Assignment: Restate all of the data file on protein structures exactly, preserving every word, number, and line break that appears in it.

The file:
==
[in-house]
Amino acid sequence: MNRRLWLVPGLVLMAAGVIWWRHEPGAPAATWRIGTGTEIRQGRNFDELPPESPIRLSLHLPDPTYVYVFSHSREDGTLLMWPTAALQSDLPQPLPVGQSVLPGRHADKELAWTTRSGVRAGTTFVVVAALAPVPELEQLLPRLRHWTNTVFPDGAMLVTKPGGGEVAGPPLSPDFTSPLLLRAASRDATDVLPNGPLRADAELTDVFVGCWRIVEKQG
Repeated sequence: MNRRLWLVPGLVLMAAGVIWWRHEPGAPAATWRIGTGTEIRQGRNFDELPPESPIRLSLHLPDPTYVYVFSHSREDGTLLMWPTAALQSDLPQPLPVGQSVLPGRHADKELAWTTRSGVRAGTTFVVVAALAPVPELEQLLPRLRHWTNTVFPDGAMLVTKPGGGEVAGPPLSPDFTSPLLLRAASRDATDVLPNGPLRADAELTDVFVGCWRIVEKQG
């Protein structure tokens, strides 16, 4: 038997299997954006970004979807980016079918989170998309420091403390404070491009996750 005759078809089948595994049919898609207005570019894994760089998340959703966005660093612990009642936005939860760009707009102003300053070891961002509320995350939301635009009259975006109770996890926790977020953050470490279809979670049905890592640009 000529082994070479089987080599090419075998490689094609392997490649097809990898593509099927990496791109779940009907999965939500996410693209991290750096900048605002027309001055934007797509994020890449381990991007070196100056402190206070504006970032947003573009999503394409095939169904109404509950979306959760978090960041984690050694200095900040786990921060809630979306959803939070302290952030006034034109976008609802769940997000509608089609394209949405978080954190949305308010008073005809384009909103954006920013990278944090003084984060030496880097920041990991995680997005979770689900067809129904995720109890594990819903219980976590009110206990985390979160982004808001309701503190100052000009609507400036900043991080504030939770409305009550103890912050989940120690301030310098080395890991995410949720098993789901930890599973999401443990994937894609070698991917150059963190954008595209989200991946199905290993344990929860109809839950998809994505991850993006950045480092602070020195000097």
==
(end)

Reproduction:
[in-house]
Amino acid sequence: MNRRLWLVPGLVLMAAGVIWWRHEPGAPAATWRIGTGTEIRQGRNFDELPPESPIRLSLHLPDPTYVYVFSHSREDGTLLMWPTAALQSDLPQPLPVGQSVLPGRHADKELAWTTRSGVRAGTTFVVVAALAPVPELEQLLPRLRHWTNTVFPDGAMLVTKPGGGEVAGPPLSPDFTSPLLLRAASRDATDVLPNGPLRADAELTDVFVGCWRIVEKQG
Repeated sequence: MNRRLWLVPGLVLMAAGVIWWRHEPGAPAATWRIGTGTEIRQGRNFDELPPESPIRLSLHLPDPTYVYVFSHSREDGTLLMWPTAALQSDLPQPLPVGQSVLPGRHADKELAWTTRSGVRAGTTFVVVAALAPVPELEQLLPRLRHWTNTVFPDGAMLVTKPGGGEVAGPPLSPDFTSPLLLRAASRDATDVLPNGPLRADAELTDVFVGCWRIVEKQG
């Protein structure tokens, strides 16, 4: 038997299997954006970004979807980016079918989170998309420091403390404070491009996750 005759078809089948595994049919898609207005570019894994760089998340959703966005660093612990009642936005939860760009707009102003300053070891961002509320995350939301635009009259975006109770996890926790977020953050470490279809979670049905890592640009 000529082994070479089987080599090419075998490689094609392997490649097809990898593509099927990496791109779940009907999965939500996410693209991290750096900048605002027309001055934007797509994020890449381990991007070196100056402190206070504006970032947003573009999503394409095939169904109404509950979306959760978090960041984690050694200095900040786990921060809630979306959803939070302290952030006034034109976008609802769940997000509608089609394209949405978080954190949305308010008073005809384009909103954006920013990278944090003084984060030496880097920041990991995680997005979770689900067809129904995720109890594990819903219980976590009110206990985390979160982004808001309701503190100052000009609507400036900043991080504030939770409305009550103890912050989940120690301030310098080395890991995410949720098993789901930890599973999401443990994937894609070698991917150059963190954008595209989200991946199905290993344990929860109809839950998809994505991850993006950045480092602070020195000097």